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SCT OAG Vignetting/Reflections Help

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#1 Scott Mitchell

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Posted 04 April 2020 - 02:51 PM

Hi everyone, I've recently acquired an 8" LX200 ACF. I am attempting to use it in conjunction with a ZWO OAG and my Canon T5i. The good news is I've gotten focus worked out, and guiding is going well. The bad news is that it seems that I pretty much have to position the pick-off prism down so far that it partially obscures the view of the DSLR's chip.

V9bnZvjSMBDCl4eTKn3d5CglLaHYF0Y6P2DUl3Gf

 

Related, I believe, is that I'm also getting weird reflections that are not correcting out with flats. Here's an example of a raw sub that shows the weird vignetting/scattering of light.

 

TJMe5JDCuPKkEXHDsuKcNCERC3BE-CLARAQohHlN

 

And here's the corresponding flat:

 

EY_7ab1Jdp9lX6a2nQZCiIzOAwAYP6EmkVwQ2wpu

 

Additionally, I just noticed last night that the prism itself has a chip. I don't know if it came to me that way from the previous owner, or if I have done something that chipped it.

 

LOWQXSWDeGSdnX3o4s9YRNs7fHnjTzcfvDODf5RM

 

So... I need some suggestions. The stalk is obviously not flat black, would it help if I paint it? Will the chipped prism cause issues? Is it inherently a problem to have the stalk infringing on the light path to the imaging chip (I'm OK with it conceptually as long as I can correct it with flats).

All thoughts are welcome!



#2 Midnight Dan

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Posted 04 April 2020 - 03:01 PM

Looks to me like that is shadowing from the pickoff prism.  It is so far in that it's blocking some light from the edge of the image.

 

If it has to be that far in before your guide camera can see stars, it says that the image circle is not large enough.  This might be due to something in front of the OAG that's restricting the image circle, or it may be the optics.  Are you using a focal reducer?  That would reduce the size of the image circle.

 

-Dan



#3 Scott Mitchell

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Posted 04 April 2020 - 03:06 PM

Looks to me like that is shadowing from the pickoff prism.  It is so far in that it's blocking some light from the edge of the image.

 

If it has to be that far in before your guide camera can see stars, it says that the image circle is not large enough.  This might be due to something in front of the OAG that's restricting the image circle, or it may be the optics.  Are you using a focal reducer?  That would reduce the size of the image circle.

 

-Dan

Sorry Dan, that is a detail I left out. I am, as you speculated, using a focal reducer to avoid imaging at f/10.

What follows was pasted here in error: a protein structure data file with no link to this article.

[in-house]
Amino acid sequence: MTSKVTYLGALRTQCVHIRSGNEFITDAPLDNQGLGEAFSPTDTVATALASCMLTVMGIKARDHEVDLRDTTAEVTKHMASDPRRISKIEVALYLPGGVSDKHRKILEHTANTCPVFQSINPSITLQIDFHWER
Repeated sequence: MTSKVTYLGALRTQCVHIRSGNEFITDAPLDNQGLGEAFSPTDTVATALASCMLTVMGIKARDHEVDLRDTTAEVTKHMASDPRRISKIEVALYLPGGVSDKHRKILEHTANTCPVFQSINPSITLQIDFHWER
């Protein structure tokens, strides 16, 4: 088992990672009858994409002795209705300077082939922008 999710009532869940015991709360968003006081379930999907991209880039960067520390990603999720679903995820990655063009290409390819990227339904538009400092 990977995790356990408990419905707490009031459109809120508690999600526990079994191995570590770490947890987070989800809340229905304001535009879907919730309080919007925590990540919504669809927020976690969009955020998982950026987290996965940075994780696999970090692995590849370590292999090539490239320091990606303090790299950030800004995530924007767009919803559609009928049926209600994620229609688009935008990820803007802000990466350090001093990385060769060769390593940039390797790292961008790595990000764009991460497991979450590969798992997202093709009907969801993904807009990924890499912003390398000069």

#4 ELDavis

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Posted 04 April 2020 - 03:26 PM

Scott,

Your problems are the reason I switched from an OAG to a guide scope on my Celestron C8. The Orion SSAG gives me good results when I image at F 6.3. I never tried it at F 10.



#5 rgsalinger

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Posted 04 April 2020 - 04:03 PM

I'm not sure why you have to push the prism so far down. That makes no sense to me as the only possibility. If the problem is that the Canon needs to be a particular distance away from the back of the OTA, then you need to get the right spacers so that you can get the prism further up. That will eliminate any shadow. Can you provide some details?

 

I'm also wondering about the guide camera. You don't mention what you are using. If you really cannot get stars then my guess is that it's got a small chip in it (not a good match for an SCT), is pretty insensitive (have you tried binning it?) or you need to adjust the gain up.  Again, details might be useful. 

 

You've show the telescope side of the OAG and it looks as is someone mishandled it before you got it because of the chip and the fact that the anodizing has been removed. Honestly, I'd get a different OAG that has a larger prism rather than trying to save this one. 

 

Rgrds-Ross



#6 Scott Mitchell

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Posted 04 April 2020 - 07:26 PM

I'm not sure why you have to push the prism so far down. That makes no sense to me as the only possibility. If the problem is that the Canon needs to be a particular distance away from the back of the OTA, then you need to get the right spacers so that you can get the prism further up. That will eliminate any shadow. Can you provide some details?

 

I'm also wondering about the guide camera. You don't mention what you are using. If you really cannot get stars then my guess is that it's got a small chip in it (not a good match for an SCT), is pretty insensitive (have you tried binning it?) or you need to adjust the gain up.  Again, details might be useful.